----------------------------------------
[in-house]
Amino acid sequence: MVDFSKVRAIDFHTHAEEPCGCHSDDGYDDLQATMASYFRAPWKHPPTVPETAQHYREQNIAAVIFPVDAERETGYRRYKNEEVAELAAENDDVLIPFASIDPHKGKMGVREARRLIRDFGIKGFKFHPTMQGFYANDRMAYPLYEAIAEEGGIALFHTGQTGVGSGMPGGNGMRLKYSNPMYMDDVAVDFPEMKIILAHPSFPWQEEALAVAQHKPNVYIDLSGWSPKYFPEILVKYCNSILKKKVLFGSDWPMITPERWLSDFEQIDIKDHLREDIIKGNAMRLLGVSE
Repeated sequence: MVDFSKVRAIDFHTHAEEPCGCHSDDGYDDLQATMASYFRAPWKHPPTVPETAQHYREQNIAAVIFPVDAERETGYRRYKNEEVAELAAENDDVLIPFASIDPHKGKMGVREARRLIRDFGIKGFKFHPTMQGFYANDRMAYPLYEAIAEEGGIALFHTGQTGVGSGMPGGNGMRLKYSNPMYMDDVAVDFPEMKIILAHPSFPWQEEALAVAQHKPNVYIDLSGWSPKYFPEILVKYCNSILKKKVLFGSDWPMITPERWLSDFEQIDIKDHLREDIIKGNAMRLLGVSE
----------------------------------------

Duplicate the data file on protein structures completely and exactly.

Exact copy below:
[in-house]
Amino acid sequence: MVDFSKVRAIDFHTHAEEPCGCHSDDGYDDLQATMASYFRAPWKHPPTVPETAQHYREQNIAAVIFPVDAERETGYRRYKNEEVAELAAENDDVLIPFASIDPHKGKMGVREARRLIRDFGIKGFKFHPTMQGFYANDRMAYPLYEAIAEEGGIALFHTGQTGVGSGMPGGNGMRLKYSNPMYMDDVAVDFPEMKIILAHPSFPWQEEALAVAQHKPNVYIDLSGWSPKYFPEILVKYCNSILKKKVLFGSDWPMITPERWLSDFEQIDIKDHLREDIIKGNAMRLLGVSE
Repeated sequence: MVDFSKVRAIDFHTHAEEPCGCHSDDGYDDLQATMASYFRAPWKHPPTVPETAQHYREQNIAAVIFPVDAERETGYRRYKNEEVAELAAENDDVLIPFASIDPHKGKMGVREARRLIRDFGIKGFKFHPTMQGFYANDRMAYPLYEAIAEEGGIALFHTGQTGVGSGMPGGNGMRLKYSNPMYMDDVAVDFPEMKIILAHPSFPWQEEALAVAQHKPNVYIDLSGWSPKYFPEILVKYCNSILKKKVLFGSDWPMITPERWLSDFEQIDIKDHLREDIIKGNAMRLLGVSE